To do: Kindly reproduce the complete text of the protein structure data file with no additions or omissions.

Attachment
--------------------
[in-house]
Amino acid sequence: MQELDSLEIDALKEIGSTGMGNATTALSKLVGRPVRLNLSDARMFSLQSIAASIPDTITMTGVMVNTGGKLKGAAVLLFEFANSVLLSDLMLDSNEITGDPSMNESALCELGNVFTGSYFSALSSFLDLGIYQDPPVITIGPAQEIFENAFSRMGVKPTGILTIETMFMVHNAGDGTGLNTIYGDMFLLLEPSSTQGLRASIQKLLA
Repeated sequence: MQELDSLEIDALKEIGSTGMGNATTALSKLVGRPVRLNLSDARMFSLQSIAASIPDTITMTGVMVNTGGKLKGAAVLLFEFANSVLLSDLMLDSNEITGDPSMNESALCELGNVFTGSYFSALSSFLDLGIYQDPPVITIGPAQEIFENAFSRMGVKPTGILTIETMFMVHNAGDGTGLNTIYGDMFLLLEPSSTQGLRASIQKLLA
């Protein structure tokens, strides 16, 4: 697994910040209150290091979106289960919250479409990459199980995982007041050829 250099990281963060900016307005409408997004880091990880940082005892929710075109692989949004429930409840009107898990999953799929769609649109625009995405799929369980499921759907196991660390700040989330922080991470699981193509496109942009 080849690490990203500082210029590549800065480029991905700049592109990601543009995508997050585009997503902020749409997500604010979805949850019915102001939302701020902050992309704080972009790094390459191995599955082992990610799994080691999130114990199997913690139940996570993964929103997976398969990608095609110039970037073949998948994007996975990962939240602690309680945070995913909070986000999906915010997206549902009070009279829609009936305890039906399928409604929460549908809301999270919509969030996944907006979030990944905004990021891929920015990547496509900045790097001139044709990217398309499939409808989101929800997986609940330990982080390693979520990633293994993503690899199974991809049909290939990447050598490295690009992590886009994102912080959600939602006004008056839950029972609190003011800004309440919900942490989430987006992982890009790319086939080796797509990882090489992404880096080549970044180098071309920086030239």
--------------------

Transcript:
[in-house]
Amino acid sequence: MQELDSLEIDALKEIGSTGMGNATTALSKLVGRPVRLNLSDARMFSLQSIAASIPDTITMTGVMVNTGGKLKGAAVLLFEFANSVLLSDLMLDSNEITGDPSMNESALCELGNVFTGSYFSALSSFLDLGIYQDPPVITIGPAQEIFENAFSRMGVKPTGILTIETMFMVHNAGDGTGLNTIYGDMFLLLEPSSTQGLRASIQKLLA
Repeated sequence: MQELDSLEIDALKEIGSTGMGNATTALSKLVGRPVRLNLSDARMFSLQSIAASIPDTITMTGVMVNTGGKLKGAAVLLFEFANSVLLSDLMLDSNEITGDPSMNESALCELGNVFTGSYFSALSSFLDLGIYQDPPVITIGPAQEIFENAFSRMGVKPTGILTIETMFMVHNAGDGTGLNTIYGDMFLLLEPSSTQGLRASIQKLLA
């Protein structure tokens, strides 16, 4: 697994910040209150290091979106289960919250479409990459199980995982007041050829 250099990281963060900016307005409408997004880091990880940082005892929710075109692989949004429930409840009107898990999953799929769609649109625009995405799929369980499921759907196991660390700040989330922080991470699981193509496109942009 080849690490990203500082210029590549800065480029991905700049592109990601543009995508997050585009997503902020749409997500604010979805949850019915102001939302701020902050992309704080972009790094390459191995599955082992990610799994080691999130114990199997913690139940996570993964929103997976398969990608095609110039970037073949998948994007996975990962939240602690309680945070995913909070986000999906915010997206549902009070009279829609009936305890039906399928409604929460549908809301999270919509969030996944907006979030990944905004990021891929920015990547496509900045790097001139044709990217398309499939409808989101929800997986609940330990982080390693979520990633293994993503690899199974991809049909290939990447050598490295690009992590886009994102912080959600939602006004008056839950029972609190003011800004309440919900942490989430987006992982890009790319086939080796797509990882090489992404880096080549970044180098071309920086030239």